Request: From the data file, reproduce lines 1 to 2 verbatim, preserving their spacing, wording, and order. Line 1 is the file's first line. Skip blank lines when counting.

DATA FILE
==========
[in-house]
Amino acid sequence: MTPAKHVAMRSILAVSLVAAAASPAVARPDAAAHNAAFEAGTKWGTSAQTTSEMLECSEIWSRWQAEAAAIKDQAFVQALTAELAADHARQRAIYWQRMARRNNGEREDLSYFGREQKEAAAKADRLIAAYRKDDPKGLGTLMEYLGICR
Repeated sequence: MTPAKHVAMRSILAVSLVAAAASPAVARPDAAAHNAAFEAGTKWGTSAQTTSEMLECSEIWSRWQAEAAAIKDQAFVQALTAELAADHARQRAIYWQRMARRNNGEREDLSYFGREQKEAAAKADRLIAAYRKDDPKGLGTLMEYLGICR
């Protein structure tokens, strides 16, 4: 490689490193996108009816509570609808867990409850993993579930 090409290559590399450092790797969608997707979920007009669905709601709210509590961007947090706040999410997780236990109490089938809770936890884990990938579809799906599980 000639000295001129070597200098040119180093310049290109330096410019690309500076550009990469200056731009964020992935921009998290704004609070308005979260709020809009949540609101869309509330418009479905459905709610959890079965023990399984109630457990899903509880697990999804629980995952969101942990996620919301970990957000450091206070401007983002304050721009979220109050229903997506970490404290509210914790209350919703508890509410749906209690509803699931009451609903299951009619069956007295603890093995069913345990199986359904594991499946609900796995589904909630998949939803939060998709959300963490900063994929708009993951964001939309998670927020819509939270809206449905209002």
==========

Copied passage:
[in-house]
Amino acid sequence: MTPAKHVAMRSILAVSLVAAAASPAVARPDAAAHNAAFEAGTKWGTSAQTTSEMLECSEIWSRWQAEAAAIKDQAFVQALTAELAADHARQRAIYWQRMARRNNGEREDLSYFGREQKEAAAKADRLIAAYRKDDPKGLGTLMEYLGICR